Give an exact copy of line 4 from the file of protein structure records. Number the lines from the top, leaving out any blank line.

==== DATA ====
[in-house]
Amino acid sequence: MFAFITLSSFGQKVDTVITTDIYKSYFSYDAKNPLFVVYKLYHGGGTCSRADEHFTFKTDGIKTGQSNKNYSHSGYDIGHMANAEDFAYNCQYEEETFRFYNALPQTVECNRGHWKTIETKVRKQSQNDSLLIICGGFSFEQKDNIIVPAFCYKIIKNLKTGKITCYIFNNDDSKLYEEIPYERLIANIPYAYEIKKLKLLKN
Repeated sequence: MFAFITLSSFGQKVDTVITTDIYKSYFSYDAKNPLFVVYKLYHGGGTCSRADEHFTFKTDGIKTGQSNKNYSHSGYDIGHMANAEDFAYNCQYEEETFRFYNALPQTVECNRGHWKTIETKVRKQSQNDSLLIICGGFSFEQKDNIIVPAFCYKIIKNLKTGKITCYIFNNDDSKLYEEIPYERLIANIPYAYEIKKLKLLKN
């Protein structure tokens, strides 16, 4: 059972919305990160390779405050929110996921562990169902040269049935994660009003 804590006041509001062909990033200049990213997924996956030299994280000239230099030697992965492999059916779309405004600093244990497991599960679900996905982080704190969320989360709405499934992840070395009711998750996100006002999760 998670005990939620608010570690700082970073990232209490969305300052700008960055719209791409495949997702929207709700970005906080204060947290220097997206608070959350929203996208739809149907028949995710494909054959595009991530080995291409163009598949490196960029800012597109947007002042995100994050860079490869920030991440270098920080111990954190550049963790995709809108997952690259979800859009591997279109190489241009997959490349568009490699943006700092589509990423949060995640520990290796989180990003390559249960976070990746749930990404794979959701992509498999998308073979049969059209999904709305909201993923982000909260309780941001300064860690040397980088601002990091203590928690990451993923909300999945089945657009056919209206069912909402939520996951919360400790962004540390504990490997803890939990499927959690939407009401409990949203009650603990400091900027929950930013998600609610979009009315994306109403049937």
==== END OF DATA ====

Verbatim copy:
């Protein structure tokens, strides 16, 4: 059972919305990160390779405050929110996921562990169902040269049935994660009003 804590006041509001062909990033200049990213997924996956030299994280000239230099030697992965492999059916779309405004600093244990497991599960679900996905982080704190969320989360709405499934992840070395009711998750996100006002999760 998670005990939620608010570690700082970073990232209490969305300052700008960055719209791409495949997702929207709700970005906080204060947290220097997206608070959350929203996208739809149907028949995710494909054959595009991530080995291409163009598949490196960029800012597109947007002042995100994050860079490869920030991440270098920080111990954190550049963790995709809108997952690259979800859009591997279109190489241009997959490349568009490699943006700092589509990423949060995640520990290796989180990003390559249960976070990746749930990404794979959701992509498999998308073979049969059209999904709305909201993923982000909260309780941001300064860690040397980088601002990091203590928690990451993923909300999945089945657009056919209206069912909402939520996951919360400790962004540390504990490997803890939990499927959690939407009401409990949203009650603990400091900027929950930013998600609610979009009315994306109403049937």